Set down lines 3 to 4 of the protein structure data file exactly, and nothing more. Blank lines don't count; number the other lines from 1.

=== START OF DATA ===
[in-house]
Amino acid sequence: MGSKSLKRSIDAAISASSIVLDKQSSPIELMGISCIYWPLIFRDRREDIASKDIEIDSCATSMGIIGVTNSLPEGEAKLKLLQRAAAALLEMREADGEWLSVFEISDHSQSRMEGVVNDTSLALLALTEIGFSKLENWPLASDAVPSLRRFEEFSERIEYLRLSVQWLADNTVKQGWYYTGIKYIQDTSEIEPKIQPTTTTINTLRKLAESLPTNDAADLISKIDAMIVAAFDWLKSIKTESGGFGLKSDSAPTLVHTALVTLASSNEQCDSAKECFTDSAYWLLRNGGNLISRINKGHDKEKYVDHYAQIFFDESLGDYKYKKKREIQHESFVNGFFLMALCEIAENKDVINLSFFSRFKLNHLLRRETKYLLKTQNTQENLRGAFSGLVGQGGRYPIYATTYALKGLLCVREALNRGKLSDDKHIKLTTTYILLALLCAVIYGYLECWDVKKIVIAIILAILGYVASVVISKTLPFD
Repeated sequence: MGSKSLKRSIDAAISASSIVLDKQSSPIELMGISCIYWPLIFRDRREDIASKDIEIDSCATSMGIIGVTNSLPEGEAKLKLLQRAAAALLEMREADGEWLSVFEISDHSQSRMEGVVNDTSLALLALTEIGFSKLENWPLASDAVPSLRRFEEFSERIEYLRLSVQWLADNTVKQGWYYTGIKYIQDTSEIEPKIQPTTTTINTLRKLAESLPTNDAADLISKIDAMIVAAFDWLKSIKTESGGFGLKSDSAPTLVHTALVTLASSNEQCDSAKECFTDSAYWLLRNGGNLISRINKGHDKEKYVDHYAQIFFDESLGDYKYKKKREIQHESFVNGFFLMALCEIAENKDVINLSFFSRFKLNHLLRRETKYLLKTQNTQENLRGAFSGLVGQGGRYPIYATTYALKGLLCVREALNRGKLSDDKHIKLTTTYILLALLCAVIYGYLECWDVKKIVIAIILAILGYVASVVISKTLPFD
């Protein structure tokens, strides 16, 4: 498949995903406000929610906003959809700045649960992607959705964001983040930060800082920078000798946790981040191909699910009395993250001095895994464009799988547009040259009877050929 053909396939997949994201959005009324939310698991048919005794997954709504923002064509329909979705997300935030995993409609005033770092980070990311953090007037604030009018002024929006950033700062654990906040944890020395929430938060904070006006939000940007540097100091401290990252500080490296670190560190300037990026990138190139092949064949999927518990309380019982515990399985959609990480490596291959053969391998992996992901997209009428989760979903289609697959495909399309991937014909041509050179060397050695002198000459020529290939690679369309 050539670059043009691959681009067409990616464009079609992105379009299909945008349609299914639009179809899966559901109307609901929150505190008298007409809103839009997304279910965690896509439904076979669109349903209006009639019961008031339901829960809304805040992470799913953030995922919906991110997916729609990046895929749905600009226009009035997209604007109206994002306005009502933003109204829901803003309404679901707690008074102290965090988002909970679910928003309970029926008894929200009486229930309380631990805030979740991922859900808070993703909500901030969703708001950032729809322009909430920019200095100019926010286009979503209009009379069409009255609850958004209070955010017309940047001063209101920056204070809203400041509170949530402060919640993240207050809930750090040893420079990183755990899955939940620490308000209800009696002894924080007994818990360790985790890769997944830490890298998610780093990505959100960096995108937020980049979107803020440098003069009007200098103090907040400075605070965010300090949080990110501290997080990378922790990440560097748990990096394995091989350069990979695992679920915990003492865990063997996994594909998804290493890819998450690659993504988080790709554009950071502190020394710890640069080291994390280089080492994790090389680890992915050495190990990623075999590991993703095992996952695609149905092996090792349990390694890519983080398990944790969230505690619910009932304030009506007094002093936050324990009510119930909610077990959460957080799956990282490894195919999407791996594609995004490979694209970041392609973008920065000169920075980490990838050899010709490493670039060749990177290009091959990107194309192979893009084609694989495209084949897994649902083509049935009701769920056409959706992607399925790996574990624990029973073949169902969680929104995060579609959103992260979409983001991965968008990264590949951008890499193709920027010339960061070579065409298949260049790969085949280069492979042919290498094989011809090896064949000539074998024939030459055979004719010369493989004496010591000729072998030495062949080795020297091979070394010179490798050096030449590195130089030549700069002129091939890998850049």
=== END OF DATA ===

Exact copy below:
Repeated sequence: MGSKSLKRSIDAAISASSIVLDKQSSPIELMGISCIYWPLIFRDRREDIASKDIEIDSCATSMGIIGVTNSLPEGEAKLKLLQRAAAALLEMREADGEWLSVFEISDHSQSRMEGVVNDTSLALLALTEIGFSKLENWPLASDAVPSLRRFEEFSERIEYLRLSVQWLADNTVKQGWYYTGIKYIQDTSEIEPKIQPTTTTINTLRKLAESLPTNDAADLISKIDAMIVAAFDWLKSIKTESGGFGLKSDSAPTLVHTALVTLASSNEQCDSAKECFTDSAYWLLRNGGNLISRINKGHDKEKYVDHYAQIFFDESLGDYKYKKKREIQHESFVNGFFLMALCEIAENKDVINLSFFSRFKLNHLLRRETKYLLKTQNTQENLRGAFSGLVGQGGRYPIYATTYALKGLLCVREALNRGKLSDDKHIKLTTTYILLALLCAVIYGYLECWDVKKIVIAIILAILGYVASVVISKTLPFD
């Protein structure tokens, strides 16, 4: 498949995903406000929610906003959809700045649960992607959705964001983040930060800082920078000798946790981040191909699910009395993250001095895994464009799988547009040259009877050929 053909396939997949994201959005009324939310698991048919005794997954709504923002064509329909979705997300935030995993409609005033770092980070990311953090007037604030009018002024929006950033700062654990906040944890020395929430938060904070006006939000940007540097100091401290990252500080490296670190560190300037990026990138190139092949064949999927518990309380019982515990399985959609990480490596291959053969391998992996992901997209009428989760979903289609697959495909399309991937014909041509050179060397050695002198000459020529290939690679369309 050539670059043009691959681009067409990616464009079609992105379009299909945008349609299914639009179809899966559901109307609901929150505190008298007409809103839009997304279910965690896509439904076979669109349903209006009639019961008031339901829960809304805040992470799913953030995922919906991110997916729609990046895929749905600009226009009035997209604007109206994002306005009502933003109204829901803003309404679901707690008074102290965090988002909970679910928003309970029926008894929200009486229930309380631990805030979740991922859900808070993703909500901030969703708001950032729809322009909430920019200095100019926010286009979503209009009379069409009255609850958004209070955010017309940047001063209101920056204070809203400041509170949530402060919640993240207050809930750090040893420079990183755990899955939940620490308000209800009696002894924080007994818990360790985790890769997944830490890298998610780093990505959100960096995108937020980049979107803020440098003069009007200098103090907040400075605070965010300090949080990110501290997080990378922790990440560097748990990096394995091989350069990979695992679920915990003492865990063997996994594909998804290493890819998450690659993504988080790709554009950071502190020394710890640069080291994390280089080492994790090389680890992915050495190990990623075999590991993703095992996952695609149905092996090792349990390694890519983080398990944790969230505690619910009932304030009506007094002093936050324990009510119930909610077990959460957080799956990282490894195919999407791996594609995004490979694209970041392609973008920065000169920075980490990838050899010709490493670039060749990177290009091959990107194309192979893009084609694989495209084949897994649902083509049935009701769920056409959706992607399925790996574990624990029973073949169902969680929104995060579609959103992260979409983001991965968008990264590949951008890499193709920027010339960061070579065409298949260049790969085949280069492979042919290498094989011809090896064949000539074998024939030459055979004719010369493989004496010591000729072998030495062949080795020297091979070394010179490798050096030449590195130089030549700069002129091939890998850049």